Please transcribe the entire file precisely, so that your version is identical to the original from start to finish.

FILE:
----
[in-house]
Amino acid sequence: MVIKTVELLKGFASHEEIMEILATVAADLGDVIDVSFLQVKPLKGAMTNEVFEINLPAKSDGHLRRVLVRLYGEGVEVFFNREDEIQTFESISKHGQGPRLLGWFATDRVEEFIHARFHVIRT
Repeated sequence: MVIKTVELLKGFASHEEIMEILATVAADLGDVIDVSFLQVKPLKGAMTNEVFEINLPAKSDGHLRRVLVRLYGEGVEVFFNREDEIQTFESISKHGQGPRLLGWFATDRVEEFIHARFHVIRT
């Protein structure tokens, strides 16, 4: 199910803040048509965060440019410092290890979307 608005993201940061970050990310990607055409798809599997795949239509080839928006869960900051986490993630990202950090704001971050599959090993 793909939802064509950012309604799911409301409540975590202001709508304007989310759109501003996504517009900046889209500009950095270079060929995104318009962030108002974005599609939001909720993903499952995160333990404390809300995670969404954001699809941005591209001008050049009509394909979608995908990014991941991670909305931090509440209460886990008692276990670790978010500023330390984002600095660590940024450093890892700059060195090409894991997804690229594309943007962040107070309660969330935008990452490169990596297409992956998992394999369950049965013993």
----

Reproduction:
[in-house]
Amino acid sequence: MVIKTVELLKGFASHEEIMEILATVAADLGDVIDVSFLQVKPLKGAMTNEVFEINLPAKSDGHLRRVLVRLYGEGVEVFFNREDEIQTFESISKHGQGPRLLGWFATDRVEEFIHARFHVIRT
Repeated sequence: MVIKTVELLKGFASHEEIMEILATVAADLGDVIDVSFLQVKPLKGAMTNEVFEINLPAKSDGHLRRVLVRLYGEGVEVFFNREDEIQTFESISKHGQGPRLLGWFATDRVEEFIHARFHVIRT
């Protein structure tokens, strides 16, 4: 199910803040048509965060440019410092290890979307 608005993201940061970050990310990607055409798809599997795949239509080839928006869960900051986490993630990202950090704001971050599959090993 793909939802064509950012309604799911409301409540975590202001709508304007989310759109501003996504517009900046889209500009950095270079060929995104318009962030108002974005599609939001909720993903499952995160333990404390809300995670969404954001699809941005591209001008050049009509394909979608995908990014991941991670909305931090509440209460886990008692276990670790978010500023330390984002600095660590940024450093890892700059060195090409894991997804690229594309943007962040107070309660969330935008990452490169990596297409992956998992394999369950049965013993």